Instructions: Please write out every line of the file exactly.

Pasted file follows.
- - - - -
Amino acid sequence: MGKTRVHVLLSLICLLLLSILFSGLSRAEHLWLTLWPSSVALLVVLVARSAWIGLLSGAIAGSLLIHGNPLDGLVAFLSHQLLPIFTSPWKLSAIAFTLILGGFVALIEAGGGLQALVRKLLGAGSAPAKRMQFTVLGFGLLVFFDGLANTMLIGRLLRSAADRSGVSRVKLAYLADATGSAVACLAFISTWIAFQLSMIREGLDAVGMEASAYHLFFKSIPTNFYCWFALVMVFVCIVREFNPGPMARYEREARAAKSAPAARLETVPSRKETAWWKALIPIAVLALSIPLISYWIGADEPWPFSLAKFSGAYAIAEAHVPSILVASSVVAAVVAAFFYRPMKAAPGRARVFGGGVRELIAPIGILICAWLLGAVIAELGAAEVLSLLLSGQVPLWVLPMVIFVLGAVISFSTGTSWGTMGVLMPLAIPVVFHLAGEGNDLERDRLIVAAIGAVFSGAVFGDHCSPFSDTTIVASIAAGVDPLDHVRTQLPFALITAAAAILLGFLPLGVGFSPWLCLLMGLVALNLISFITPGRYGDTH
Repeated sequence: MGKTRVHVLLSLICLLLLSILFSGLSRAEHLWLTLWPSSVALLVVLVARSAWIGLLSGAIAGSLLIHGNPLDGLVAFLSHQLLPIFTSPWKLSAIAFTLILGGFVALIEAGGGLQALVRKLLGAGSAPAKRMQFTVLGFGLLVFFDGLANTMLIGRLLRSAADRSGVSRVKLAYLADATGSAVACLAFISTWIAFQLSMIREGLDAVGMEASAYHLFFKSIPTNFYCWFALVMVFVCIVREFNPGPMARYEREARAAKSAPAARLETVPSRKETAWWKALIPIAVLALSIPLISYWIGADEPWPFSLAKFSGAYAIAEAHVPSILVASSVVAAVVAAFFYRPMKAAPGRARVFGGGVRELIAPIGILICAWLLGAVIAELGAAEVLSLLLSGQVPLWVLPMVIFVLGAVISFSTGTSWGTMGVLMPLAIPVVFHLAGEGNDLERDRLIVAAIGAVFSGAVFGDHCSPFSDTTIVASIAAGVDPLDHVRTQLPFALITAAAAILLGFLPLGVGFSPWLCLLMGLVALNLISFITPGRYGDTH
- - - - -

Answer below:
Amino acid sequence: MGKTRVHVLLSLICLLLLSILFSGLSRAEHLWLTLWPSSVALLVVLVARSAWIGLLSGAIAGSLLIHGNPLDGLVAFLSHQLLPIFTSPWKLSAIAFTLILGGFVALIEAGGGLQALVRKLLGAGSAPAKRMQFTVLGFGLLVFFDGLANTMLIGRLLRSAADRSGVSRVKLAYLADATGSAVACLAFISTWIAFQLSMIREGLDAVGMEASAYHLFFKSIPTNFYCWFALVMVFVCIVREFNPGPMARYEREARAAKSAPAARLETVPSRKETAWWKALIPIAVLALSIPLISYWIGADEPWPFSLAKFSGAYAIAEAHVPSILVASSVVAAVVAAFFYRPMKAAPGRARVFGGGVRELIAPIGILICAWLLGAVIAELGAAEVLSLLLSGQVPLWVLPMVIFVLGAVISFSTGTSWGTMGVLMPLAIPVVFHLAGEGNDLERDRLIVAAIGAVFSGAVFGDHCSPFSDTTIVASIAAGVDPLDHVRTQLPFALITAAAAILLGFLPLGVGFSPWLCLLMGLVALNLISFITPGRYGDTH
Repeated sequence: MGKTRVHVLLSLICLLLLSILFSGLSRAEHLWLTLWPSSVALLVVLVARSAWIGLLSGAIAGSLLIHGNPLDGLVAFLSHQLLPIFTSPWKLSAIAFTLILGGFVALIEAGGGLQALVRKLLGAGSAPAKRMQFTVLGFGLLVFFDGLANTMLIGRLLRSAADRSGVSRVKLAYLADATGSAVACLAFISTWIAFQLSMIREGLDAVGMEASAYHLFFKSIPTNFYCWFALVMVFVCIVREFNPGPMARYEREARAAKSAPAARLETVPSRKETAWWKALIPIAVLALSIPLISYWIGADEPWPFSLAKFSGAYAIAEAHVPSILVASSVVAAVVAAFFYRPMKAAPGRARVFGGGVRELIAPIGILICAWLLGAVIAELGAAEVLSLLLSGQVPLWVLPMVIFVLGAVISFSTGTSWGTMGVLMPLAIPVVFHLAGEGNDLERDRLIVAAIGAVFSGAVFGDHCSPFSDTTIVASIAAGVDPLDHVRTQLPFALITAAAAILLGFLPLGVGFSPWLCLLMGLVALNLISFITPGRYGDTH